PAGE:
Shortly thereafter the dogs left the den, and we struggled to find them for a few weeks. Scarlet’s fate unknown. We finally tracked the pack down and set up cameras at their final den site for the season. What a wonderful surprise to see Scarlet, alive and in good condition, with wounds remarkably well healed! Her back left leg is still broken or injured and seems dysfunctional, but wild dogs can actually cope extremely well on three legs.

Caught on camera, alive and well!

Caught on camera, alive and well!


Well recovered and moving confidently!

Well recovered and moving confidently!

We know that we will be seeing Scarlet around for some time still, and have no doubt that we have her pack mates to thank for that!

Cornflakes, an early morning treat!

It is always exciting to bump into wild dogs, but it’s even more exciting to bump into wild dogs which haven’t been seen for a while!

This morning we were lucky enough to cross paths with Cornflakes. Born in 2008, Cornflakes is a familiar ‘face’ around the conservancy, but hasn’t been seen since her dispersal partner, Tornado, was killed by lions in early June.

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Pack Folder for Tornado and Cornflakes

Tornado and Cornflakes separated from the Mapura pack in December 2013, presumably to look for a group of males and form a new pack. We collared Tornado with a satellite collar on the 02 May 2014, but she was sadly killed by lions just over a month later.

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First spotted in December 2013

We have waited with baited breath to find out how Cornflakes will fair, would we ever see her again, where would she go, would she join up with her old pack?

This morning, just by chance, we saw her. Still alone, but looking healthy and clearly able to fend for herself. Hopefully she stays close to headquarters so we can keep an eye on her, and have a happy ending to this tale of two dogs!

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Sighted this morning looking healthy

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Captured in the beautiful morning light!

Isn’t it wonderful how nature surprises us sometimes…

“Suddenly the grass comes alive with one, two then all seven pups…”

A few days ago, Lin Barrie (friend, professional artist, AWCF supporter and wild dog enthusiast) happened to send through her own personal account of her visits to the Nyarushanga den, in the south of the Savé Valley Conservancy, for our interest. As we read through Lin’s wonderfully detailed and animated account of her time with the dogs, we found ourselves realising what an absolute privilege it is to be able to view and experience African wild dogs like we do, and how we all too often take it for granted.

 

 28 July 2014

Something does not feel right at the Nyarushanga wild dog den, as I listen to only one pup begging food from an adult who has run a grassy area at the base of the towering koptjie, the site behind the den where the dogs seem to have relocated. I have been away from this den for too long, lost my sense of continuity… is there only one pup left? Has some dire fate befallen the other six? Are there still nine adults?

The pups on first emergence

 I arrived here earlier, this late, sunny winter morning to be greeted by silence, the dog den looking deserted and no fresh tracks in the vicinity. If I had been an impatient sort, I would have assumed that the pack had moved on with all the pups, and driven away. But I sat.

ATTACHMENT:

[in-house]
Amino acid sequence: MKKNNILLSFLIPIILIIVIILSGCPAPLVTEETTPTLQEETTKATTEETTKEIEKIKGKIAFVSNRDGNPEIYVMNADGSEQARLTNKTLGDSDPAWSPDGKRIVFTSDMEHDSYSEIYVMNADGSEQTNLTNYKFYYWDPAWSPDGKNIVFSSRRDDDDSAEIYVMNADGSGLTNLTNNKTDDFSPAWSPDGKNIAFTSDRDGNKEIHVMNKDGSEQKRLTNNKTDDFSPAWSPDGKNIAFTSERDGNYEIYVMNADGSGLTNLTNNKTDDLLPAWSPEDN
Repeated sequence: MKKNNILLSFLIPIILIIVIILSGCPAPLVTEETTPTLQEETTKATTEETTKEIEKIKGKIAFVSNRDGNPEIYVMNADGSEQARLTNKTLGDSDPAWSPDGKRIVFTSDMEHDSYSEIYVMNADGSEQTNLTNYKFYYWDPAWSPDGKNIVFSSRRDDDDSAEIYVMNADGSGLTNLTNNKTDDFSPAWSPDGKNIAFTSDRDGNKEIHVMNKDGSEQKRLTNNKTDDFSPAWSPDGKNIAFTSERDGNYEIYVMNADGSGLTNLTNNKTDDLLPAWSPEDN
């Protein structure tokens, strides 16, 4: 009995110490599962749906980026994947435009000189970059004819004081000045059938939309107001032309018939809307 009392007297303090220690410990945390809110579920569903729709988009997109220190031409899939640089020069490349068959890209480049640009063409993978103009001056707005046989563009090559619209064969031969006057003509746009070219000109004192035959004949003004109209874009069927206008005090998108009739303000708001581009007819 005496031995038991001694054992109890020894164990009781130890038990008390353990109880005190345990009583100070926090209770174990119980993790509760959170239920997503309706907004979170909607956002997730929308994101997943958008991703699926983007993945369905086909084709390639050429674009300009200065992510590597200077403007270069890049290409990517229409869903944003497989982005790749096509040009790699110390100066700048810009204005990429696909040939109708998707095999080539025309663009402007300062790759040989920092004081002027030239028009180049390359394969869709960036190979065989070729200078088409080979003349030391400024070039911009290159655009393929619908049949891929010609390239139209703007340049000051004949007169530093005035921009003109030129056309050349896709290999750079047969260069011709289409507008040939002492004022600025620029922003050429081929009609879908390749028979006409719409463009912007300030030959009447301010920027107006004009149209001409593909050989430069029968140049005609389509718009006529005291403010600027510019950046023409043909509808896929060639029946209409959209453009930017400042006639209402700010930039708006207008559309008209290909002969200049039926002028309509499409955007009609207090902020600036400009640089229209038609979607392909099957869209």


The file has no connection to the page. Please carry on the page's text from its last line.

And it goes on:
My reward for patience, a crackle of grass and the sudden arrival of an adult, well behind the deserted den, followed by greetings between dogs I could not see in the deep grass. Minutes after that another adult trotted over the rocks, head held high , bearing a chunk of fresh meat at least two kilograms in weight! Then I saw one pup rush through the grass, and they both disappeared behind the rocks…the pup ecstatic and twittering with excitement.

 

29 July 2014

All is silent. We sit. And sit. I stare hopefully at the deserted den mound… no pups materialize.

After 30 minutes of patient listening and watching, the sun has started a rapid descent through the Mopani trees. We decide to drive slowly around the back of the den.

Relief! As we circle, there are the telltale satellite ears of an adult lying in the grass, then another, and yet another, peer over a rocky outcrop at us… and suddenly the grass comes alive with one, two then all seven pups, as they head for a termite mound that we have not noticed.

The pack inquisitively watching

The adults nonchalantly stroll close to us, peering at us and acknowledging our arrival but relaxed. Only a soft growl from the unseen but ever vigilant alpha female betrays her position in long grass near to the termite mound. Within minutes the pack has melted away into the cool dusk, hunting for supper while the alpha female remains, cautiously popping her head above the rim of the termite mound. We discover a hole and see the last pup dive down into the depths, only to come out again when called for supper. We will have to leave before then.

Playful pups at the den site!

 

Feeding time and all is calm for a minute or two

Sitting in the gloom, chatting quietly and watching birds prepare for night, I am deeply content. All is well in the Nyarushanga Pack’s world, at least for today. Lions have called distantly every night, an ever present threat for pups and adult dogs alike. But for the moment the den is peaceful, undiscovered and safe!

 

For more on Lin Barrie, her art, and her tales of wild dogs, please visit Lin Barrie’s Facebook page, A Celebration of Painted Wolves: http://www.facebook.com/pages/A-Celebration-of-Painted-Wolves.